“Hooray! What’s a muzzle?”


I awoke early the day we were to begin our deliveries, leapt out of bed and shook Wally awake in the bed next to mine. Becky was still snoring under our covers as I threw open the drapes to let in blinding light, a definite way to rouse the two sleepyheads.

To my horror, all I saw outside was snow. With white fury, wafer-size flakes fell or were whipped into drifts by a raging wind. I knew the Kurnells’ vehicle would never get through all that and Clare’s truck, a temperamental beast, probably wouldn’t even start.

But I couldn’t let Mrs. Kurnell’s grand plan fail. We’d all worked far too hard for that. Besides, our school friends would miss out on the Christmas surprise we had for them!

I quickly pulled on every under and outer garment I could fit into, raced out the door and over to Emma’s. She and Ellen were also dressed and ready to go; but where, and how?

None of us had telephones back then so we trudged through King Kong-sized piles toward the Kurnell place. By now, Wally had caught up (little Becky cried to go but Mama wouldn’t let her) and we all eventually arrived at the mansion, looking like an army of walking snow people.

As we thawed and melted at the fireplace, we worried about the plan. Mr. Kurnell wasn’t in the house when we arrived so all we could do was worry. When he finally came in, he announced the snow had quit and that we were to bundle back up and load up.

“But there must be more than a foot of snow on the road by now,” I pointed out. “Your automobile won’t get through it.”

“Come along, children, and have faith,” brave Mr. Kurnell assured us.

When we stepped out the door, my eyes got as large as snowballs. There before me was the grandest, biggest sleigh I’d ever seen, pulled by two stunningly beautiful, dappled grey Percherons, adorned in shiny black harnesses with red trim and jingle bells.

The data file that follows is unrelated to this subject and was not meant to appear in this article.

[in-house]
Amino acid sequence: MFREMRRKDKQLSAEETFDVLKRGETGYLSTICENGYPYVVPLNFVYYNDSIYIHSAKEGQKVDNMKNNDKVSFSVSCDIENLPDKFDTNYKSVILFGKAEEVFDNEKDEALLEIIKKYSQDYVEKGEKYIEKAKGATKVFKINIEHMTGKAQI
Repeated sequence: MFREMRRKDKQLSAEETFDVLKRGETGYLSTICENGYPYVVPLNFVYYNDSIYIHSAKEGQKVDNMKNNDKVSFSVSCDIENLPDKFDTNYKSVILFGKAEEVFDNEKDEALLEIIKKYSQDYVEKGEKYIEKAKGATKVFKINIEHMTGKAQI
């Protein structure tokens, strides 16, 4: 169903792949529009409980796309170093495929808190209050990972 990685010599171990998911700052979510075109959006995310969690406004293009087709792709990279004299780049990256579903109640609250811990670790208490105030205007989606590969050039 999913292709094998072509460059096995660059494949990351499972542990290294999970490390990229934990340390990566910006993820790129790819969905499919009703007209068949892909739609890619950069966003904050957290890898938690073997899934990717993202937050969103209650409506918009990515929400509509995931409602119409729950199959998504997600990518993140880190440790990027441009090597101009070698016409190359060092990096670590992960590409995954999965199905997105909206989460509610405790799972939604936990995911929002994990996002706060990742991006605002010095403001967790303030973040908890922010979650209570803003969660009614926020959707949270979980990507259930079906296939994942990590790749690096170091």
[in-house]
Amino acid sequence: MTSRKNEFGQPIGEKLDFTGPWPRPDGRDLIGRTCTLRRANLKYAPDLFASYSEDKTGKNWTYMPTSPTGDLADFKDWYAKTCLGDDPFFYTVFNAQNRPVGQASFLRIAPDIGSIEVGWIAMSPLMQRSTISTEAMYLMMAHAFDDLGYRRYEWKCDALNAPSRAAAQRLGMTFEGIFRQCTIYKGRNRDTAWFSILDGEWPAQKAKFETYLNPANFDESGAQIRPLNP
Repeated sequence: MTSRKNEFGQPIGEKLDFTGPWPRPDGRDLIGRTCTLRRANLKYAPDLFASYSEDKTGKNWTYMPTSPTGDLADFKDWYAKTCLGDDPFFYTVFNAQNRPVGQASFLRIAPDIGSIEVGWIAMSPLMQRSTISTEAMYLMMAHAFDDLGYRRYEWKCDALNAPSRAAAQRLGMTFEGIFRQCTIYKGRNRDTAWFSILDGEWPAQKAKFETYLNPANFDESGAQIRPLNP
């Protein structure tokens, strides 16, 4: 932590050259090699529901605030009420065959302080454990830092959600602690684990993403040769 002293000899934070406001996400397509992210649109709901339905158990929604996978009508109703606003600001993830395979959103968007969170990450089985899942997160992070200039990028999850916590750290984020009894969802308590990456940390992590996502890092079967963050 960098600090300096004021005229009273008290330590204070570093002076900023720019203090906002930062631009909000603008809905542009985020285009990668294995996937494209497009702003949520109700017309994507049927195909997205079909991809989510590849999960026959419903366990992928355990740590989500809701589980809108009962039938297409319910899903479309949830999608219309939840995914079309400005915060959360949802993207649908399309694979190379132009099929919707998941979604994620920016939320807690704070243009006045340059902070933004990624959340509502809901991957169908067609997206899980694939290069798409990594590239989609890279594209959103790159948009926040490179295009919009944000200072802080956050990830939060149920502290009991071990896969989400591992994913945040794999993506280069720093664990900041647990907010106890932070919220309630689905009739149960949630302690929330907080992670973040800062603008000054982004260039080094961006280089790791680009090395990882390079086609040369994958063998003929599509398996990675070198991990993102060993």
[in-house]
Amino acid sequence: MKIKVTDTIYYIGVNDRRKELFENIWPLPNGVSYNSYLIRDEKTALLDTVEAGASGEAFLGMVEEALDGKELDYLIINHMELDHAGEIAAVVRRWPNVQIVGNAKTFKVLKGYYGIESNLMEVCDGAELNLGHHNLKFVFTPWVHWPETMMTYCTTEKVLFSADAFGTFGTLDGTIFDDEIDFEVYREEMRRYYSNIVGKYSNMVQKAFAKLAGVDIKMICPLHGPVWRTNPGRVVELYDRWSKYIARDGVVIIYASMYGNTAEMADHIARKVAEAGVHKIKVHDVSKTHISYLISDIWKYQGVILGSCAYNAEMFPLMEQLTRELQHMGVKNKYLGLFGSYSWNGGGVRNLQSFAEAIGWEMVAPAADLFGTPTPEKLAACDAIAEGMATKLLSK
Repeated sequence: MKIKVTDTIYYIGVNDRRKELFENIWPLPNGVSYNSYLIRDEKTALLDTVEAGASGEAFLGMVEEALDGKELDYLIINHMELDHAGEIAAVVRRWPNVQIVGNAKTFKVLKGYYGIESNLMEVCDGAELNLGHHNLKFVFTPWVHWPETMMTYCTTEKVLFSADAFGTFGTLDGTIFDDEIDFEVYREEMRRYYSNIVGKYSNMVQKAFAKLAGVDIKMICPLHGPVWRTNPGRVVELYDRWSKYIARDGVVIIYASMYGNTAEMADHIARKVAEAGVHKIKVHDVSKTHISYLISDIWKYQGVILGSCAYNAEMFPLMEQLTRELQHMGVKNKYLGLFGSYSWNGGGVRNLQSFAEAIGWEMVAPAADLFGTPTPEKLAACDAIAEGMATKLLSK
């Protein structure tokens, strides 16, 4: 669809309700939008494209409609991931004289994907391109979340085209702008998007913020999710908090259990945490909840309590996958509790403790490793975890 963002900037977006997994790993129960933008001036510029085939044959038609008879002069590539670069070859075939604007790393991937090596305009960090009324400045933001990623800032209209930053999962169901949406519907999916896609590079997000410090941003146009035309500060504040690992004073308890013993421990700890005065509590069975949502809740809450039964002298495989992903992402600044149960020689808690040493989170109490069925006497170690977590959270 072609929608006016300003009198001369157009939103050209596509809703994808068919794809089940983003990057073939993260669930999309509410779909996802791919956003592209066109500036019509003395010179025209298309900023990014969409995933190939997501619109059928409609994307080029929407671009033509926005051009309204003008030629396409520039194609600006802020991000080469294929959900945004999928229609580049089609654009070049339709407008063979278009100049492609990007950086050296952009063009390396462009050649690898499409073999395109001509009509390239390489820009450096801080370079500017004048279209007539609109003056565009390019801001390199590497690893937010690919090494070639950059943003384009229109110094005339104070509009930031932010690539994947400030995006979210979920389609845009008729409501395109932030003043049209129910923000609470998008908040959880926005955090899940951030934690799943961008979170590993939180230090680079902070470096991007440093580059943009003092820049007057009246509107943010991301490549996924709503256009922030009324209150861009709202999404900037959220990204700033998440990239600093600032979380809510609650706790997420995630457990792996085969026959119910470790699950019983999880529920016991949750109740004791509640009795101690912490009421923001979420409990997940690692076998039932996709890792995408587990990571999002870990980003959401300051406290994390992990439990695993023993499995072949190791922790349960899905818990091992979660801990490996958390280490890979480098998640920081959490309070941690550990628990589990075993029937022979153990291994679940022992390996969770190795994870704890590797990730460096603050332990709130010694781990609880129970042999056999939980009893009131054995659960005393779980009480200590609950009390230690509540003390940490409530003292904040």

“My trusty team will get us through,” declared Mr. Kurnell, proudly introducing us to Beauty and Dolly. I petted the gentle giants, whose thick winter hair was long and silky.

A dappled grey Percheron, possibly one of Beauty or Dolly’s descendants. Photo by Marty Metzger

Then Mr. Kurnell directed us aboard, covered our laps and legs with pretty wool and horsehair sleigh robes, and tucked boxes of candy packages in all around us.

Mrs. Kurnell stayed home but Peter came along and told me that his father loved driving the team far more than his Ford, so the snow was really a big, big blessing.

I was delighted that kind Mr. Kurnell was incredibly blessed, which he remained for three days. On each of those blue-white days we took the team and sleigh out to complete our caroling and candy deliveries. Everyone we visited was thrilled and even their neighbors who heard the sleigh bells and singing came outside to listen and sing along.

For me, best of all were the children’s squeals of joy and leaps in the air upon getting their candy. Some were so young that perhaps they’d never before had any. Not one single piece!

At the end of our final delivery day, Mr. Kurnell drove the sleigh over to Wolfer’s Market. Peter held Beauty and Dolly’s lines while his father went inside for a long time. When he came back out, two stockboys accompanied him carrying many, many bags and boxes, which they loaded up.

“What’s all that?” Wally nosily asked.

“Wally! How impolite!” I scolded. “It’s none of our business.”

”Oh, but it is,” Mr. Kurnell corrected me.

And as he drove us home it was with the boxes and bags filled with fruits, vegetables and a huge turkey for each of our families. Never had I seen such a banquet as what we ate on Christmas Day 1933!  And never before had Fort Collins been so sweet a city.

Eight years later, when Peter Kurnell came home from college, he and I began dating.  We married two years later and had four children, nine grandchildren and seven great-grandchildren.

We raised fine Percheron draft horses and dairy cows. After World War II, Peter invested in one of the first passenger airlines in the area. And, yes, we were quite wealthy (but I never did buy Becky her little muzzle). Still, I know I never felt richer than over Christmas 1933, when my friends and I became candy makers.


1928 Lollipop Recipe

½ cup sugar

1/3 cup light corn syrup

1/8 teas. cream of tartar

¾ cup water

food coloring

10 drops flavoring

Slowly boil the sugar, corn syrup, cream of tartar and water together without stirring until it reaches 310 degrees Fahrenheit or forms a ball in cold water. Remove from heat. Add flavoring and coloring to suit. Shape mixture into drops or lollipops on waxed paper or greased sheet.